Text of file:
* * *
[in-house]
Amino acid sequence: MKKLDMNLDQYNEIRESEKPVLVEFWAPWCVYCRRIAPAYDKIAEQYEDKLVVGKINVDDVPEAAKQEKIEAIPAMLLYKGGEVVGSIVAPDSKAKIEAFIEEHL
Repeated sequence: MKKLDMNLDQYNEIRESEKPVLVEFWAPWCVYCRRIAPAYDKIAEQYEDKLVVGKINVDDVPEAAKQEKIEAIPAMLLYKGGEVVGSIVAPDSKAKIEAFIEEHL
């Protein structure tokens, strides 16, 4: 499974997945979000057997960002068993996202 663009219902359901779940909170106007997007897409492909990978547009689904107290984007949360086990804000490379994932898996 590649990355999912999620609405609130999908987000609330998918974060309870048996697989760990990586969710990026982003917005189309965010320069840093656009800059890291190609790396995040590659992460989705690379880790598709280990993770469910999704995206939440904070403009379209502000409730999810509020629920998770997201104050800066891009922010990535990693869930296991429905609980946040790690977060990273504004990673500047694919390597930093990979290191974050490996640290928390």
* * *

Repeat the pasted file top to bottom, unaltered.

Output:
[in-house]
Amino acid sequence: MKKLDMNLDQYNEIRESEKPVLVEFWAPWCVYCRRIAPAYDKIAEQYEDKLVVGKINVDDVPEAAKQEKIEAIPAMLLYKGGEVVGSIVAPDSKAKIEAFIEEHL
Repeated sequence: MKKLDMNLDQYNEIRESEKPVLVEFWAPWCVYCRRIAPAYDKIAEQYEDKLVVGKINVDDVPEAAKQEKIEAIPAMLLYKGGEVVGSIVAPDSKAKIEAFIEEHL
């Protein structure tokens, strides 16, 4: 499974997945979000057997960002068993996202 663009219902359901779940909170106007997007897409492909990978547009689904107290984007949360086990804000490379994932898996 590649990355999912999620609405609130999908987000609330998918974060309870048996697989760990990586969710990026982003917005189309965010320069840093656009800059890291190609790396995040590659992460989705690379880790598709280990993770469910999704995206939440904070403009379209502000409730999810509020629920998770997201104050800066891009922010990535990693869930296991429905609980946040790690977060990273504004990673500047694919390597930093990979290191974050490996640290928390």